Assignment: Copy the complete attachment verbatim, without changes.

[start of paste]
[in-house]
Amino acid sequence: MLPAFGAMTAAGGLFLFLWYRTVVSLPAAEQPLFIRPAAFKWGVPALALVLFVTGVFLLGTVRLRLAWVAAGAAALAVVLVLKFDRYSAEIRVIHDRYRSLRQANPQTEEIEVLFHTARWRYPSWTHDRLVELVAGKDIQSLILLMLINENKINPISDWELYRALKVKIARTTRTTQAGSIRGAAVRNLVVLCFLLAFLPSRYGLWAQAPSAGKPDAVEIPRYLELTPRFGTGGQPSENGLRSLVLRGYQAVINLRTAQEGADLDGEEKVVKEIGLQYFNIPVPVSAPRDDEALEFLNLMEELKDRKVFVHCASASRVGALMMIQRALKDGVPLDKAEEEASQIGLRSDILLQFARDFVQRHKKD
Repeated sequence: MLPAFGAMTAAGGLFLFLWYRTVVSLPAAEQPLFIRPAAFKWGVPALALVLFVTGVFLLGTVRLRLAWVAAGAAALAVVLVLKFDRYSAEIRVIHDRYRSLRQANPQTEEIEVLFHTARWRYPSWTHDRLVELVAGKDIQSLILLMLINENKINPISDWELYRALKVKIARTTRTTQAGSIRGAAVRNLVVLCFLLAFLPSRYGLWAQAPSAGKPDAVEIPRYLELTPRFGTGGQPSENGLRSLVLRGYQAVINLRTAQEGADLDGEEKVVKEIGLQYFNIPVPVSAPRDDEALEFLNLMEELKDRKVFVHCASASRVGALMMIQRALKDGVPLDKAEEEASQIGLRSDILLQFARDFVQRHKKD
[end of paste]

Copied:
[in-house]
Amino acid sequence: MLPAFGAMTAAGGLFLFLWYRTVVSLPAAEQPLFIRPAAFKWGVPALALVLFVTGVFLLGTVRLRLAWVAAGAAALAVVLVLKFDRYSAEIRVIHDRYRSLRQANPQTEEIEVLFHTARWRYPSWTHDRLVELVAGKDIQSLILLMLINENKINPISDWELYRALKVKIARTTRTTQAGSIRGAAVRNLVVLCFLLAFLPSRYGLWAQAPSAGKPDAVEIPRYLELTPRFGTGGQPSENGLRSLVLRGYQAVINLRTAQEGADLDGEEKVVKEIGLQYFNIPVPVSAPRDDEALEFLNLMEELKDRKVFVHCASASRVGALMMIQRALKDGVPLDKAEEEASQIGLRSDILLQFARDFVQRHKKD
Repeated sequence: MLPAFGAMTAAGGLFLFLWYRTVVSLPAAEQPLFIRPAAFKWGVPALALVLFVTGVFLLGTVRLRLAWVAAGAAALAVVLVLKFDRYSAEIRVIHDRYRSLRQANPQTEEIEVLFHTARWRYPSWTHDRLVELVAGKDIQSLILLMLINENKINPISDWELYRALKVKIARTTRTTQAGSIRGAAVRNLVVLCFLLAFLPSRYGLWAQAPSAGKPDAVEIPRYLELTPRFGTGGQPSENGLRSLVLRGYQAVINLRTAQEGADLDGEEKVVKEIGLQYFNIPVPVSAPRDDEALEFLNLMEELKDRKVFVHCASASRVGALMMIQRALKDGVPLDKAEEEASQIGLRSDILLQFARDFVQRHKKD